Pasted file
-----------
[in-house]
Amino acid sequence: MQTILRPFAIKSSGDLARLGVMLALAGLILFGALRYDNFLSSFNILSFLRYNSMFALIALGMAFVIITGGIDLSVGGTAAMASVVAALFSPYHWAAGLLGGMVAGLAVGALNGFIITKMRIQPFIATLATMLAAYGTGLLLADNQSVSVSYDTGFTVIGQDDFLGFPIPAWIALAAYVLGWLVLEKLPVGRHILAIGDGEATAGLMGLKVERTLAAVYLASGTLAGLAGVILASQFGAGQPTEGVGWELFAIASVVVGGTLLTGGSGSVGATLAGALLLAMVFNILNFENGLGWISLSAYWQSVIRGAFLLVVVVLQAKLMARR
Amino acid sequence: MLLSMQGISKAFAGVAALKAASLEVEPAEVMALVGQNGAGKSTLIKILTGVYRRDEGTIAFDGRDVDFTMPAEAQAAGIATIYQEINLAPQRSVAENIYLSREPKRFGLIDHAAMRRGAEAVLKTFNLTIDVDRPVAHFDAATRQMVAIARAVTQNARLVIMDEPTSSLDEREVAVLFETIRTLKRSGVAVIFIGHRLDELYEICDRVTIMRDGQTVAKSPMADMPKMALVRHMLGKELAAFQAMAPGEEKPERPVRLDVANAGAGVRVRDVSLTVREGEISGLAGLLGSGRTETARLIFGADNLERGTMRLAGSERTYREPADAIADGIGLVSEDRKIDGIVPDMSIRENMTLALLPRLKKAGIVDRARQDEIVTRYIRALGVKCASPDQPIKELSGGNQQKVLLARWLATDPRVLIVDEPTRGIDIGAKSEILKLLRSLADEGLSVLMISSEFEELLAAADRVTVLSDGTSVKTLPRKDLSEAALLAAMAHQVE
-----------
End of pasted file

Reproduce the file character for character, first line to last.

[in-house]
Amino acid sequence: MQTILRPFAIKSSGDLARLGVMLALAGLILFGALRYDNFLSSFNILSFLRYNSMFALIALGMAFVIITGGIDLSVGGTAAMASVVAALFSPYHWAAGLLGGMVAGLAVGALNGFIITKMRIQPFIATLATMLAAYGTGLLLADNQSVSVSYDTGFTVIGQDDFLGFPIPAWIALAAYVLGWLVLEKLPVGRHILAIGDGEATAGLMGLKVERTLAAVYLASGTLAGLAGVILASQFGAGQPTEGVGWELFAIASVVVGGTLLTGGSGSVGATLAGALLLAMVFNILNFENGLGWISLSAYWQSVIRGAFLLVVVVLQAKLMARR
Amino acid sequence: MLLSMQGISKAFAGVAALKAASLEVEPAEVMALVGQNGAGKSTLIKILTGVYRRDEGTIAFDGRDVDFTMPAEAQAAGIATIYQEINLAPQRSVAENIYLSREPKRFGLIDHAAMRRGAEAVLKTFNLTIDVDRPVAHFDAATRQMVAIARAVTQNARLVIMDEPTSSLDEREVAVLFETIRTLKRSGVAVIFIGHRLDELYEICDRVTIMRDGQTVAKSPMADMPKMALVRHMLGKELAAFQAMAPGEEKPERPVRLDVANAGAGVRVRDVSLTVREGEISGLAGLLGSGRTETARLIFGADNLERGTMRLAGSERTYREPADAIADGIGLVSEDRKIDGIVPDMSIRENMTLALLPRLKKAGIVDRARQDEIVTRYIRALGVKCASPDQPIKELSGGNQQKVLLARWLATDPRVLIVDEPTRGIDIGAKSEILKLLRSLADEGLSVLMISSEFEELLAAADRVTVLSDGTSVKTLPRKDLSEAALLAAMAHQVE